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flips today? >> reporter: hi, stephanie. good morning. you're right. it was newt gingrich's old seat. democrats think they can flip this because donald trump barely squeaked out a victory against hillary clinton in november. a huge opportunity for the democrats. we've een a steady stream of voters this morning. many of them karen handel supporters and they think jon ossoff has a problem because they don't want to support someone who does not live in the district. of course jon ossoff has said he lives just outside of if sixth district as his fiancee attends medical school. in a sign of how close this race is, president donald trump tweeting this morning, "democrat jon ossoff who wants to raise your taxes to the highest level and is weak on crime and security, doesn't even live in the district." also, "karen handel for congress, she will fight for lower taxes ark great health care, strong security, a hard worker who will never give up. vote today." more than 140,000 people have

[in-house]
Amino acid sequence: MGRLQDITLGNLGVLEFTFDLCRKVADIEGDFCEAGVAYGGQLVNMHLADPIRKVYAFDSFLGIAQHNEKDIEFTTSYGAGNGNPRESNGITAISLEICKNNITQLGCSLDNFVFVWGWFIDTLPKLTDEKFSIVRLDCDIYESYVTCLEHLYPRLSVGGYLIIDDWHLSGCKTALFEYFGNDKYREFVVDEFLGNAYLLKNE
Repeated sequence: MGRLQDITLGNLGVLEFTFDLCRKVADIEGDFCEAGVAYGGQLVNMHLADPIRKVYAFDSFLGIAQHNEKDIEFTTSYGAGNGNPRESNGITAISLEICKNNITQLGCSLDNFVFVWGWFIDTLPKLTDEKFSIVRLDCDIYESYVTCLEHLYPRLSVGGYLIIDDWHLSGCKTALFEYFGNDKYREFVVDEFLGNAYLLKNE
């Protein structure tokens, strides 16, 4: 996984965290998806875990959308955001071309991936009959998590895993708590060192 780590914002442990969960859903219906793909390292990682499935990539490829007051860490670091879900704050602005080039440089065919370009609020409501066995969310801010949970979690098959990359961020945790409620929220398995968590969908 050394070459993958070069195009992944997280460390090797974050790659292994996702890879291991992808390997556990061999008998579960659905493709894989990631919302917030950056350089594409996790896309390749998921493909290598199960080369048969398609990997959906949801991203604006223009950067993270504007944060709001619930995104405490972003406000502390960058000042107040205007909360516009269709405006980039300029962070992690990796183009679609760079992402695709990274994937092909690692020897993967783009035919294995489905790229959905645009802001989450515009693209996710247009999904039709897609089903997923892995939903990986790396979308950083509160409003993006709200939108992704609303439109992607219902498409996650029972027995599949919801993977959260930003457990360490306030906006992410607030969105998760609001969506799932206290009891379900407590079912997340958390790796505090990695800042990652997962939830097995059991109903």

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voted early. that is unprecedented for an off-year congressional race like this. as you mentioned spending here has topped $50 million. a lot of people watching this across the country. >> $50 million. gabe doesn't realize he owes me two bucks. nobody can say uns predented in this hour. eddie glaud is a princeton university professor. david jolly served as a republican congressman from the state of florida. congressman, i want to start with you. if ossoff wins, what are the ramifications for the republican party? >> huge and if he loses they're huge as well. tomorrow somebody will come on your show, a lead democrat or heed republican and say this race didn't matter. but the reality is this does matter and frankly democrats need to win this race because all of the energy of the last five months, this is exactly the race they should be able to win. donald trump only won it by 1 1/2 points. seeing a surge in early voting from no party affiliates, from